Elliot: I’m in no danger of running out. I think trying to give profound titles to instrumental compositions is a little bit silly. It’s a little bit manipulative because you're telling the audience what to think before they hear the music. Titles create association. I wanted to have something completely unrelated and arbitrary as a titling system so that anyone trying to read into meaning in the titles is clearly barking up the wrong tree because they’re just dumb names of Pennsylvania towns. So that way there is no connection and now we can just listen to music. Either that or you do the [Anthony] Braxton thing where you give [the compositions] weird codes and numbers that mean something to you but no one else. That’s another good strategy. 

Wednesday, February 15, 2017

CD Review: Rodrigo Amado Motion Trio - Desire & Freedom

Rodrigo Amado Motion Trio
Desire & Freedom
(Not Two)

"Freedom is a two-edged sword of which one edge is liberty and the other is responsibility, on which both edges are exceedingly sharp."

That excerpt from Jack Parsons' Freedom Is A Two-Edged Sword appears on the liner of Rodrigo Amado's new CD. It was published was in 1946, a good decade and a half before free jazz of any type came into its own. Parsons most likely wasn't talking specifically about music when he wrote it, but of course it does speak directly to the music. While some might think disparagingly that free improvisation does away with any type of listening skills and just goes for broke, the best examples of it betray an unspoken understanding between the participants. They have a responsibility to each other and the music to use their musical liberation in a way that leads to some new conclusion.

Rodrigo Amado understands that connection. The tenor saxophonist is a native of Lisbon, Portugal where he's been an active part of the free jazz scene, taking part in the earliest releases on the Clean Feed label. (More biographical info can be found here.) I reviewed a previous disc by the Motion Trio that added Jeb Bishop back in 2014. They've also performed with trumpeter Peter Evans. Desire and Freedom features the trio - Amado, cellist Miguel Mira, drummer Gabriel Ferrandini - stretching out on three tracks which take their names from ideas in Parsons' treatise.

"Freedom Is a Two-Edged Sword" sounds spontaneous yet it begins with Amado working on an idea that he reshapes and bends, returning regularly to a center. His tone is clear, not rough and noisy, but after about four minutes he starts blowing staccato altissimo notes. The trio never gets too frenetic, though Mira consistently plucks rapid countermelodies behind Amado, and Ferrandini does cut loose.

"Liberty" comes at it from a different angle. Cello and drums begin with upper register plucking and clattering respectively, while the tenor eventually slides in, ruminating with long, tender tones. The contrast between the rhythm section and the saxophone keeps things exciting. Eleven minutes in, the trio starts to get a bit wild but Amado still resides in a melodic area rather than going from shrieks.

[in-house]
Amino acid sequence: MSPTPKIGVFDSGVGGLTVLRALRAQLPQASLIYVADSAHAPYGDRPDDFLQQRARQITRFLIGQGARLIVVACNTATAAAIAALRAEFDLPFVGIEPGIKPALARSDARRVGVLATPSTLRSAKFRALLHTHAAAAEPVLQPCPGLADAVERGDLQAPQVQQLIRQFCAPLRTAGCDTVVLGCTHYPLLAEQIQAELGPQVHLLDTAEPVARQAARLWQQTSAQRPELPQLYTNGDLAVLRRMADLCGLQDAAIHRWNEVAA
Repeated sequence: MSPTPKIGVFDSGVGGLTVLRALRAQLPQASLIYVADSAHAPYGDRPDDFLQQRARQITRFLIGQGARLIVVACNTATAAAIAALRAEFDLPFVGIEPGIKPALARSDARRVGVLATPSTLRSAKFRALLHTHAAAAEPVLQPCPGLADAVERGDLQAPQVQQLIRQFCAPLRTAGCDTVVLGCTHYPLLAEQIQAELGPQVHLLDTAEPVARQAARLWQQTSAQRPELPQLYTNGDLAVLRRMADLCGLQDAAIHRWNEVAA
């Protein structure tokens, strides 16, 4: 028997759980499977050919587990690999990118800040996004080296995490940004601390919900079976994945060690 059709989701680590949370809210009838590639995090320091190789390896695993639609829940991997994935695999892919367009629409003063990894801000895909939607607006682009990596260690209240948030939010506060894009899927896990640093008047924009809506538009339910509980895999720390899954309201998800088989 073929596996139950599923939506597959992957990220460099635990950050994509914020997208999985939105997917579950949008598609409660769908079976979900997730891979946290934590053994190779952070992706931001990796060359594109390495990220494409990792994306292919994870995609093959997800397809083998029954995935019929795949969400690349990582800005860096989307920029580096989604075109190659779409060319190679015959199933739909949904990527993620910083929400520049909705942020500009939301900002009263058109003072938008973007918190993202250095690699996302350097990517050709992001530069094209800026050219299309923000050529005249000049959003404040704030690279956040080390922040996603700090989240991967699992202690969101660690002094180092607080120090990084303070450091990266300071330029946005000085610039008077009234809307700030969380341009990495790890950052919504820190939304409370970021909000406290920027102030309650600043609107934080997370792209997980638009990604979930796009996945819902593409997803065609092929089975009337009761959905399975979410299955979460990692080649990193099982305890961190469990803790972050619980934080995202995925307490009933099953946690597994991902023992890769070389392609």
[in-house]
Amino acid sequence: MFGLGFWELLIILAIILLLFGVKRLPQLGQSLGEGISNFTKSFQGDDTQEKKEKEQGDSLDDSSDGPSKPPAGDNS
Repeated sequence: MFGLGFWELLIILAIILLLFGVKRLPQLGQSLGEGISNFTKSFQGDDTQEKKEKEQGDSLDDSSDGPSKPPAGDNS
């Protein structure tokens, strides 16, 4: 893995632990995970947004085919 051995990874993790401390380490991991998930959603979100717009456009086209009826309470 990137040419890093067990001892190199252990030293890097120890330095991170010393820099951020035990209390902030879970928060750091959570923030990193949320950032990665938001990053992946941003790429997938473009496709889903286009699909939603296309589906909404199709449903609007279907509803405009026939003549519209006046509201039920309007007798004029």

"Responsibility," the longest track at 20 minutes, begins with a two-note tenor line that sounds vaguely reminiscent of an Albert Ayler theme. Amado doesn't go for that over-the-top delivery but the trio delivers the disc's wildest moments here. But even when they sound free, all their lines still feel connected, like their rapport can be heard, even on a recording. Interestingly, they sound like they reach a crossroads around 11 minutes, as if they could wrap things up right there. Instead they reconvene and assess - going back in for another excursion that includes a cello solo and more tenor wails. It was well worth it.

In addition to a compelling set, Desire & Freedom comes, like other Not Two discs, in a heavy cardboard gatefold sleeve similar to the layout of the US International Phonograph label.

Monday, February 13, 2017

CD Review: Ingrid Laubrock - Serpentines, Crump/Laubrock/Smythe- Planktonic Finales

Ingrid Laubrock

Stephan Crump/Ingrid Laubrock/Cory Smythe
Planktonic Finales

As I began this post last night, the Grammy Awards were being handed out. Downloads of music were reportedly greater than CDs sales over the past year. That means most people listen to the music in a completely different way than they did ten or more years ago. Albums don't really matter, and forget about cover art. That went out with the 20th centure.

Don't mention this to anyone in Europe, especially the jazz fans. On further thought, do tell them. I'd like to hear what their reaction is. They'd probably say we Americans don't appreciate a good thing, treating music like disposable, expendable bits of entertainment.

While record labels continue to be antiquated by the general public in the states, one label in Switzerland continues to churn out albums at such a rate that even their devoted supporters (Hi!) have trouble keeping up with them. A quick look at this blog will show that I get the chance to write about a release once in a while, but there are plenty more out there. Aside from the ones I reviewed in the past twelve months, I dug the Fred Frith Trio's Another Day in Fucking Paradise (for, among other things, a great album title), the Musical Monsters disc (which unearthed a 1981 performance by Don Cherry, John Tchicai, Irene Schweizer, Leon Fancioli and Pierre Favre) and Jim Black's The Constant. Black also just released a new electric project called Malamute (look for my review in an upcoming JazzTimes).

Saxophonist Ingrid Laubrock released her Serpentines project in November, followed this month by her collaboration with bassist Stephan Crump and pianist Cory Smythe, Planktonic Finales. Both discs complement each other while also showing different sides of the creative composer and improviser. Any label that will invest in an adventurous artist in that short a time period isn't going to have any regard for mass acceptance or sales anyway, just the music.